Another initiative to increase both travel security and facilitation is the Electronic Visa Information System (EVIUS). The FY 2016 Budget Request includes an increase of $29.4 million for EVIUS, a new program that will allow non-immigrant visa (NIV) holders, who are not eligible to use the Electronic System for Travel Authorization (ESTA), to provide updated biographic and travel-related information through a CBP-operated public website. The system will enable CBP to facilitate pre-departure risk determinations post-visa issuance before passengers initiate travel to the United States. This new system will complement the existing visa application process and enhance CBP’s ability to make pre-travel risk determinations.
The FY 2016 Budget Request recognizes that revenue collection is another CBP function critical to the growth of the U.S. economy. Although CBP collects the majority of revenue electronically, over $2.4 billion is collected through checks and cash, of which approximately 60 percent is collected at POEs. The request provides $12.6 million additional funds for Revenue Modernization, which will enable CBP to transition select revenue collection activities from the POEs, reengineer complex collections business processes, and enhance payment processing and financial reporting functionality through automation. The Revenue Modernization effort will create operational efficiencies at the POEs by allowing CBP officers to focus more on critical security and compliance issues, and will benefit the trade and travel industries by transitioning from an outdated process of printing and mailing bills and depositing paper checks to a modernized electronic billing and payment system. Direct electronic payments will increase CBP’s speed, accuracy and control over collections, increasing our ability to safeguard the billions of dollars of revenue used throughout the Federal Government to support critical programs and promote U.S. trade and travel.
4 “The Impact on the U.S. Economy of Changes in Wait Times at Ports of Entry.” National Center for Risk and Economic Analysis of Terrorism Events (CREATE), University of Southern California, released April 4, 2013.
5 Pub. L. No. 113-76
6 The full set of Consolidated Omnibus Budget Reconciliation Act of 1985 (COBRA) fees were last increased in 2007. See 72 Fed. Reg. 3730 (Jan. 26, 2007)(using to the maximum extent the fee-increase authority provided in 19 U.S.C. § 58c(j)(3)(B)(ii)). The Immigration Inspection User Fee (IUF) fee was last increased in 2001 by statute. See Departments of Commerce, Justice, and State, the Judiciary, and Related Agencies Appropriations Act, 2002, Pub. L. No. 107-77, 115 Stat. 748.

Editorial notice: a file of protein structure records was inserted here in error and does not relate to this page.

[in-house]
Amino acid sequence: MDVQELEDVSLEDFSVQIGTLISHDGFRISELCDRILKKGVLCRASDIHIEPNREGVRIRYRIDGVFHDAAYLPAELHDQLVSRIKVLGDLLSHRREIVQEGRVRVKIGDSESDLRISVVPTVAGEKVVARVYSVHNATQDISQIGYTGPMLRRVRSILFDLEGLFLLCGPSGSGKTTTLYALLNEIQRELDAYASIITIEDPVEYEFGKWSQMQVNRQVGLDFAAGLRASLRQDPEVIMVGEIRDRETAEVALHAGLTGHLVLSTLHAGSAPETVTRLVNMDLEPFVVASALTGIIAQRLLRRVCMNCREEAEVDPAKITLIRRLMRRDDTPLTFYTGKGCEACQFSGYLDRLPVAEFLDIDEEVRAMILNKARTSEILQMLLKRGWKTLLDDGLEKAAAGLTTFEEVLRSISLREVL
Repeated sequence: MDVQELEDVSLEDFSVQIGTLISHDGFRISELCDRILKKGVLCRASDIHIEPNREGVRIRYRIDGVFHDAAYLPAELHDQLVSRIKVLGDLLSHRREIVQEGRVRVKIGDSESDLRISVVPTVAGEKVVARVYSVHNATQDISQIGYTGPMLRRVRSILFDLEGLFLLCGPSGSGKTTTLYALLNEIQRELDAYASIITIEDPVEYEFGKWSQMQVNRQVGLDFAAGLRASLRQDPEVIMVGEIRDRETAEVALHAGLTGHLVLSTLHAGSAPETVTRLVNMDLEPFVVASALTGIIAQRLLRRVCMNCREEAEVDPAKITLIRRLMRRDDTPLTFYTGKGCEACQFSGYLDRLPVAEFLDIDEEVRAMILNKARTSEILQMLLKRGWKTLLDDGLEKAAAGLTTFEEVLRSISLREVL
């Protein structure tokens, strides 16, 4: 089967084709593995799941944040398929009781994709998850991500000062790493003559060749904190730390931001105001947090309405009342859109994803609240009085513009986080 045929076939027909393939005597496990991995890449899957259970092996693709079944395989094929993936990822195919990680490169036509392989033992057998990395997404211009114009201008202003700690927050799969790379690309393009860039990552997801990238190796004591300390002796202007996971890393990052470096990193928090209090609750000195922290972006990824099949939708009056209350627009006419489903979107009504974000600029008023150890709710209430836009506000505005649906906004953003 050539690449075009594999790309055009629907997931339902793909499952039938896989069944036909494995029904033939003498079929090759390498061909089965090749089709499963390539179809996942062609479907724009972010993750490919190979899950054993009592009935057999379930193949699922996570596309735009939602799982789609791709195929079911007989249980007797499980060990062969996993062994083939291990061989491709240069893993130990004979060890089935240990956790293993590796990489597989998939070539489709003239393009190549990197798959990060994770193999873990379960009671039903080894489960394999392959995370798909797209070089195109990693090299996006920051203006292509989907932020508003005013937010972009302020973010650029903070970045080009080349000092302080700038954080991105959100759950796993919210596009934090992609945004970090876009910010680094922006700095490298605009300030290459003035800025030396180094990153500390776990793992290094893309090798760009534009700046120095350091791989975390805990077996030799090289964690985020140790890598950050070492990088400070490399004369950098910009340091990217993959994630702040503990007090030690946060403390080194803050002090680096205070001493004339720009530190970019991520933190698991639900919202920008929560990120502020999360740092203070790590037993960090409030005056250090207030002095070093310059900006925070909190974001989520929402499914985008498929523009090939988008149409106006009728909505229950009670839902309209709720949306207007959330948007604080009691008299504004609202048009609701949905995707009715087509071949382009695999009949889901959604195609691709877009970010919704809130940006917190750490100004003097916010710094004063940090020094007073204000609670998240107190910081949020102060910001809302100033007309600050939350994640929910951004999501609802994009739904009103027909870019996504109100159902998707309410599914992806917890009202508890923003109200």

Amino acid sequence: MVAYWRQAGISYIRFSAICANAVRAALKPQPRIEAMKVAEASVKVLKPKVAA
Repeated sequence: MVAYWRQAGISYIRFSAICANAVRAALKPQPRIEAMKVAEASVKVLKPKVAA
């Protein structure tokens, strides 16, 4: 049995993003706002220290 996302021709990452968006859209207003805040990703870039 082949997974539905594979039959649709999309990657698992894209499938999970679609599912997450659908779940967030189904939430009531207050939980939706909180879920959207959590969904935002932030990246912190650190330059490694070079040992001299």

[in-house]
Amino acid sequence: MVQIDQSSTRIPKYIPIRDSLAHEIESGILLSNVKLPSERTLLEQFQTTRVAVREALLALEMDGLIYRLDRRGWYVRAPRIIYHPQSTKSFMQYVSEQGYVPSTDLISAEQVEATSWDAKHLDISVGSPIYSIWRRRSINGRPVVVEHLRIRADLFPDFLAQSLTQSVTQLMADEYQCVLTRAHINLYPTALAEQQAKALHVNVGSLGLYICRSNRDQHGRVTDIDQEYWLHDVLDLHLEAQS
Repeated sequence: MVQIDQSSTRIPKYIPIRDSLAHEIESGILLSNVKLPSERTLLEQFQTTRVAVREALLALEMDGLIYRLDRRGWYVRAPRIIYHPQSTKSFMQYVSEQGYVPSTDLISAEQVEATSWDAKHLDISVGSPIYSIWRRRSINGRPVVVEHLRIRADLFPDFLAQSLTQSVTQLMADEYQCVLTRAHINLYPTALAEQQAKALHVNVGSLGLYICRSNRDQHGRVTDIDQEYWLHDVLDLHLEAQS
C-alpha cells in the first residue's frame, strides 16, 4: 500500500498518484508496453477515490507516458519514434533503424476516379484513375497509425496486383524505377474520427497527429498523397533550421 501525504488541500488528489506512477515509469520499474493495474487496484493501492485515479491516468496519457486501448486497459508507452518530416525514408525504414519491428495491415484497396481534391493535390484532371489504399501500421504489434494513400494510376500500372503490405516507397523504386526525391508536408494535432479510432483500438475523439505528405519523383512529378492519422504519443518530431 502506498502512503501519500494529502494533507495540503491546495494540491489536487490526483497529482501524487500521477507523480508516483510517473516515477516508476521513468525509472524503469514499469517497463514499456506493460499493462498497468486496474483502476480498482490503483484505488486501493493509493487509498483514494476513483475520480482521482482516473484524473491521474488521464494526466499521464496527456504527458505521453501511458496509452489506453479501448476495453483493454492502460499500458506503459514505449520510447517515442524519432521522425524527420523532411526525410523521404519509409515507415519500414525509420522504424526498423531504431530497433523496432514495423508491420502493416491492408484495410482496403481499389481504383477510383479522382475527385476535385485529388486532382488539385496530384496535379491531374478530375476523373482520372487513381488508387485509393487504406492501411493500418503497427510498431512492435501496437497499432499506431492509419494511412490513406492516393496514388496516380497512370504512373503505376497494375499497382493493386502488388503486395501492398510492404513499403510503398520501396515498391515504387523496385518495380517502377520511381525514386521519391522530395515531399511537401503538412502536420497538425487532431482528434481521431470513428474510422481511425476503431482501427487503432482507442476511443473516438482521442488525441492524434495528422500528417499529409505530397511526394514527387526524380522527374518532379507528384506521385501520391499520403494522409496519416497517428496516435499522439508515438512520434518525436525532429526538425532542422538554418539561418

7 Section 559 of the Consolidated Appropriations Act, 2014, Pub. L. No. 113-76, authorizes CBP, in collaboration with the General Services Administration (GSA), to conduct a 5-year pilot program to enter into partnerships with private sector and government entities for certain reimbursable services and to accept certain donations.
8 CBP entered into reimbursable services agreements with the Dallas/Fort Worth International Airport Board, the City of El Paso, Miami-Dade County, the City of Houston / Houston Airport System, and the South Texas Assets Consortium
9 9 Canada (Calgary, Edmonton, Halifax, Montreal, Ottawa, Toronto, Vancouver, Victoria, Winnipeg), Ireland (Dublin, Shannon), The Bahamas (Freeport, Nassau), Aruba, Bermuda, and the United Arab Emirates (Abu Dhabi).
The security of our Nation will continue to be tested by new and emerging threats. With the support of Congress, CBP continues to secure our Nation’s borders through a multi-layered approach using a variety of tools.
CBP will continue to work with DHS and our federal, state, local, tribal, territorial, and international partners, to strengthen border security and facilitate lawful cross-border trade and travel that is critical to our economy. We must remain vigilant and focus on refining our approach and positioning CBP’s greatest capabilities to combat the greatest risks that exist today, to be prepared for emerging threats, and to overcome the challenges of securing a 21st century border.
I want to thank the Members of this Subcommittee for your continued strong support of CBP. Thank you for the opportunity to appear before you today. I look forward to your questions.